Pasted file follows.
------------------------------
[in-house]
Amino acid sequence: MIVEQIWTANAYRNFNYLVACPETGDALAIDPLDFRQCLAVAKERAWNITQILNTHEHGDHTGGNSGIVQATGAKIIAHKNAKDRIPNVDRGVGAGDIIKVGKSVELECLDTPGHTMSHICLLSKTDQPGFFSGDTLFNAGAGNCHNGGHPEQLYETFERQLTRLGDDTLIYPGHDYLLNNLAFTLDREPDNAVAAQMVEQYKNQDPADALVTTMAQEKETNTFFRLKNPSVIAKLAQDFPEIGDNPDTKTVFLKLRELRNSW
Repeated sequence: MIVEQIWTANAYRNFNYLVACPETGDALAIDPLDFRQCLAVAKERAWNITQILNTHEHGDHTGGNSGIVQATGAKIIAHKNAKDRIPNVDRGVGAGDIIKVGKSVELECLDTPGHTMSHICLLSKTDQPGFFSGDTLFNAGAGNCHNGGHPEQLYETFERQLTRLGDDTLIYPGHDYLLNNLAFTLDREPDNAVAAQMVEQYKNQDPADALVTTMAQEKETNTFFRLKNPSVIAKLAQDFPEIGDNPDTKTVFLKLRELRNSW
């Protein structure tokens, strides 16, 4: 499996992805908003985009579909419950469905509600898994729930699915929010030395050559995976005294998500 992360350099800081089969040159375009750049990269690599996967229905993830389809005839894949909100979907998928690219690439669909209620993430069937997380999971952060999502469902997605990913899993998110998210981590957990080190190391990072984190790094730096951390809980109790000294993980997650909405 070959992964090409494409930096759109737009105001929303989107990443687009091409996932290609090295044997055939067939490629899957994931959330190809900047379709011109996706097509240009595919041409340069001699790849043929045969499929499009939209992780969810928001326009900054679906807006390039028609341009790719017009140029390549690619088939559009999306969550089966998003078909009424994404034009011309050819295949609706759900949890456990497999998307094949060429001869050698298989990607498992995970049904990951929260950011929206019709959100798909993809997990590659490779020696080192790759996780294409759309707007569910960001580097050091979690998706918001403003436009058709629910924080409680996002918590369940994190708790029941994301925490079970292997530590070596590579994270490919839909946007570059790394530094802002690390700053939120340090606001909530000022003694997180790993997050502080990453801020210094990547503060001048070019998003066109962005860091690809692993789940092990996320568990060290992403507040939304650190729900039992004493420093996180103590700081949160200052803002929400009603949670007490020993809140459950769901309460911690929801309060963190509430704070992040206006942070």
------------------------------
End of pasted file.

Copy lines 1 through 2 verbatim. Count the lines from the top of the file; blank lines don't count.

[in-house]
Amino acid sequence: MIVEQIWTANAYRNFNYLVACPETGDALAIDPLDFRQCLAVAKERAWNITQILNTHEHGDHTGGNSGIVQATGAKIIAHKNAKDRIPNVDRGVGAGDIIKVGKSVELECLDTPGHTMSHICLLSKTDQPGFFSGDTLFNAGAGNCHNGGHPEQLYETFERQLTRLGDDTLIYPGHDYLLNNLAFTLDREPDNAVAAQMVEQYKNQDPADALVTTMAQEKETNTFFRLKNPSVIAKLAQDFPEIGDNPDTKTVFLKLRELRNSW